The ultimate grown-up layering piece, you can rely on Leah to make even the most casual of outfits look instantly pulled together. The wool blend is almost surprisingly snug for how lightweight it feels. Deep side pockets are a big plus, too, because who doesn’t love extra pockets?


Reiss Dax coat

(Image credit: Reiss)

We’ve chatted a lot about Reiss’ tailored coats, but their slouchy puffers deserve the spotlight, too. Soft and quilted, getting out of bed doesn’t seem quite so bad when you have Dax to snuggle into before you brave the great outdoors. Zip all the way to the top to take advantage of the funnel neck. 

Are Reiss coats true to size?

Reiss coats do run true to size, but as with all winter coats, consider what you want to wear under your coat before adding to your basket.

If you favour thin jumpers and lightweight blouses, your normal size should fit perfectly, but if you’re a lover of chunky knits and oversized jumpers, you might need to size up to accommodate them.

Wearing structured, woollen coats in a size bigger than normal can make them look more expensive, too, playing up the fashiony and oversized aesthetic.

How easy are Reiss coats to care for?

The majority of Reiss coats require specialist dry cleaning to avoid damaging the integrity of the fabric, but check the specific care instructions, as some lighter, polyester numbers can be popped in the machine on a delicate cycle.

Leather and shearling styles require a specialist leather clean, so enquire with your local dry cleaner to see if this is something they can offer. If not, there are plenty of online services you can post your jacket or coat to, for them to clean and return to you. 

Does Reiss offer easy returns?

UK customers can return unwanted items within 28 days for a full refund via three different methods. 

Firstly, you can do so for free at any standalone Reiss store, not including department stores, airports or franchises.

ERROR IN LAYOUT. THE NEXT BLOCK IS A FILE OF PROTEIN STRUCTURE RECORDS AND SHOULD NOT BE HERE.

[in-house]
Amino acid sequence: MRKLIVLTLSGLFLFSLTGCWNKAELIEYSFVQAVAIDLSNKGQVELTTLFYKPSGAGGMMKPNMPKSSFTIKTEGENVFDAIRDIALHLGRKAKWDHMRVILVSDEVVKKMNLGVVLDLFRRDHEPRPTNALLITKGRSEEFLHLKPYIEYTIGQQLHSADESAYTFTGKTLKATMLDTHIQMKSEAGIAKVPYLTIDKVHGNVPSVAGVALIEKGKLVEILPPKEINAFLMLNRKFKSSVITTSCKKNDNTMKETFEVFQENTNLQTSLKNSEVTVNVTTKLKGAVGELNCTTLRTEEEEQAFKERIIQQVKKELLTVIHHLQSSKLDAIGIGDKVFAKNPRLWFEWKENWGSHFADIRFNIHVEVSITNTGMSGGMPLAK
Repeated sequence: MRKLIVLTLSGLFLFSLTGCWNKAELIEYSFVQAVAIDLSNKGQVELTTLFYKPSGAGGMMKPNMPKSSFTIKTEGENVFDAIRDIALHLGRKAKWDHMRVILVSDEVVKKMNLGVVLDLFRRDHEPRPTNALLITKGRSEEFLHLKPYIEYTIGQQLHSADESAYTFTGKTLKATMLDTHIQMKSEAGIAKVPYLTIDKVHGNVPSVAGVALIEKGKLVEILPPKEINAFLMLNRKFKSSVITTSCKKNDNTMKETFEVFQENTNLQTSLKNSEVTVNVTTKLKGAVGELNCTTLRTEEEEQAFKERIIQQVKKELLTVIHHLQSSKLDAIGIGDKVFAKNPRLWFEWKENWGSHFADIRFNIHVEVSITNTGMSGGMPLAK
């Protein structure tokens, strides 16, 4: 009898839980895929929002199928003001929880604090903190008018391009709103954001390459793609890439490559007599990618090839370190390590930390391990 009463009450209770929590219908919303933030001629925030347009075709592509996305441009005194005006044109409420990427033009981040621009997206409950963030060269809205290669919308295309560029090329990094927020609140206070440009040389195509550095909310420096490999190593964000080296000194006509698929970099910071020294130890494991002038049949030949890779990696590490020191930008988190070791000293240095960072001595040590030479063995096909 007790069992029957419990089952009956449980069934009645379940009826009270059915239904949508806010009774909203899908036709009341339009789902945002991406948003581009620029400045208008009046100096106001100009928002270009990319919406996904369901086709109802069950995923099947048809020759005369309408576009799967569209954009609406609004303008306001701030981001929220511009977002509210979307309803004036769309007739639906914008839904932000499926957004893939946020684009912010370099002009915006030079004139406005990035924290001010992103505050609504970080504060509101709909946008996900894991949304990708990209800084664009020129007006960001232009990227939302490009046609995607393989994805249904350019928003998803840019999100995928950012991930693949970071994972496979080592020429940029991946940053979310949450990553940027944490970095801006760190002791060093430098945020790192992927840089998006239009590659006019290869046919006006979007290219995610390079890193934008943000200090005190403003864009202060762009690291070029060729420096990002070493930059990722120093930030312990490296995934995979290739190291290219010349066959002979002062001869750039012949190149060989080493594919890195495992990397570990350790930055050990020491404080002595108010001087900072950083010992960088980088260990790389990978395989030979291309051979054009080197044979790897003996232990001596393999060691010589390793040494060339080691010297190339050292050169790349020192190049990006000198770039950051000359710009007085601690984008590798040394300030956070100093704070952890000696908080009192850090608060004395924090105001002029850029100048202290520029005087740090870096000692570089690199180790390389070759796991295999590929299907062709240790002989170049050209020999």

Alternatively, use the enclosed, prepaid DHL or Collect Plus labels and drop off at your local service point. 

Reiss coats verdict 

Reiss coats might be pricey, but thanks to classic shapes and colourways, they’ll more than earn their keep in your wardrobe.  If you can spend upwards of £200 on a coat, we highly recommend them.

Jess Beech

Jess Beech is an experienced fashion and beauty editor, with more than eight years experience in the publishing industry. She has written for woman&home, GoodtoKnow, Now, Woman, Woman’s Weekly, Woman’s Own and Chat, and is currently Deputy Fashion & Beauty Editor at Future PLC. 

She caught the magazine bug during a stint as Fashion Editor of her university newspaper alongside her English degree, and hasn’t looked back since. As for the fashion bug, that came as part and parcel of growing up in the 90s, but the less said about that the better!

Jess’ average day in the office is spent researching the latest fashion trends, chatting to industry tastemakers and scouring the internet to bring you this season’s must-buy pieces - as well as advice on how to wear them. Weekends are equally fashion-focused, and Jess has been known to visit no less than five Zara stores in a single day in search of the perfect occasion dress. 

The only thing that comes close to a buzz of finally tracking down that much-coveted dress is the joy of discovering a new beauty wonder product or hero ingredient. A beauty obsessive, Jess has tried everything from cryotherapy to chemical peels (minus the Samantha in Sex and The City-worthy redness) and interviewed experts including Jo Malone and Trinny Woodall.